Stand up against landowners tempted by cash
PUBLISHED: 11:36 21 August 2008 | UPDATED: 16:29 05 May 2010
SIR - Those who would support the proposed Benington wind turbines seem to feel that this is their last remaining opportunity to protect our planet from imminent destruction. Wind energy certainly has its place, but it is not crammed into a small patch o
SIR - Those who would support the proposed Benington wind turbines seem to feel that this is their last remaining opportunity to protect our planet from imminent destruction.
Wind energy certainly has its place, but it is not crammed into a small patch of land within two km of over 1,000 houses. Sadly Mr Bott is unable to move the turbines further away from dwellings, as he has no other site available to him. To those of us who are all understandably concerned about global warming, and reducing our carbon footprint, I would say, have no fear, wind turbines will be erected all over Britain, thousands of them, the Government's lavish subsidies will see to that. These subsidies make it hugely tempting for any farmer with a bit of land to erect these industrial cash cows in their back field. Our role, the village dweller with judgement unaffected by the whiff of large cash sums, is to protect our few remaining areas of outstandingly beautiful countryside. Our role is to stand up against the proposals of avaricious landowners who are tempted to cash in on vast Government subsidies.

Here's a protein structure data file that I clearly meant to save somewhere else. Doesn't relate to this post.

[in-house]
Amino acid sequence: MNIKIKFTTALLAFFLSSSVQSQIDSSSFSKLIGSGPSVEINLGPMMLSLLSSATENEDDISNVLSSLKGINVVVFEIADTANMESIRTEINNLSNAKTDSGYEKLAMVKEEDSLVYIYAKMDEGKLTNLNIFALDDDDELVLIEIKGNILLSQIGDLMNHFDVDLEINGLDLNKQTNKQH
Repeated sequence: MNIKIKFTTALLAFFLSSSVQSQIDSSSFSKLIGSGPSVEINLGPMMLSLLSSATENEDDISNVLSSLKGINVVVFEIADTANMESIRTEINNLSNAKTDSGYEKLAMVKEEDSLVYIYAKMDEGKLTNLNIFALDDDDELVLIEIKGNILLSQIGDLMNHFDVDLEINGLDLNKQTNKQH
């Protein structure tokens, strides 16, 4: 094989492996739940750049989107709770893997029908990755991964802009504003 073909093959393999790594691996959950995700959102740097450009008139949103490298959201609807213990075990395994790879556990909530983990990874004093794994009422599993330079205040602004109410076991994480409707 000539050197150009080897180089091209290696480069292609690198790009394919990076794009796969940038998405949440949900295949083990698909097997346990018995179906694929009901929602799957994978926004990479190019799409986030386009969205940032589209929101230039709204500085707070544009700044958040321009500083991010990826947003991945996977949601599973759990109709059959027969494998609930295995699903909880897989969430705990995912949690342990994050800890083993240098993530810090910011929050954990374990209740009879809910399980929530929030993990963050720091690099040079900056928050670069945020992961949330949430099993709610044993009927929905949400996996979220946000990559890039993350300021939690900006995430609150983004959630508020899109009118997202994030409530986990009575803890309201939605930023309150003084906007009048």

Make no mistake this is all about money, and lots of it. Tens of millions of pounds are on offer to these early pioneers of wind energy who are hoping to ride rough-shod over the clearly voiced wishes of over 80 per cent of their previous fellow parishioners.
This proposal is quick off the starting blocks, but that does not mean that we should support it. Mr Bott's turbines would, quite simply, be in completely the wrong place. These industrial machines should be on industrial (or already scarred) areas, by a motorway or on a brownfield site, or off-shore. In addition, they should (obviously) be in a windy part of the country, which is not (even more obviously) in the middle of the country many miles from the wind-swept coast.
Let us not sleep-walk into the wholesale destruction of our precious, and historic, landscape.
Let us wait for a sensible and appropriate location.
Dr JULIAN GODLEE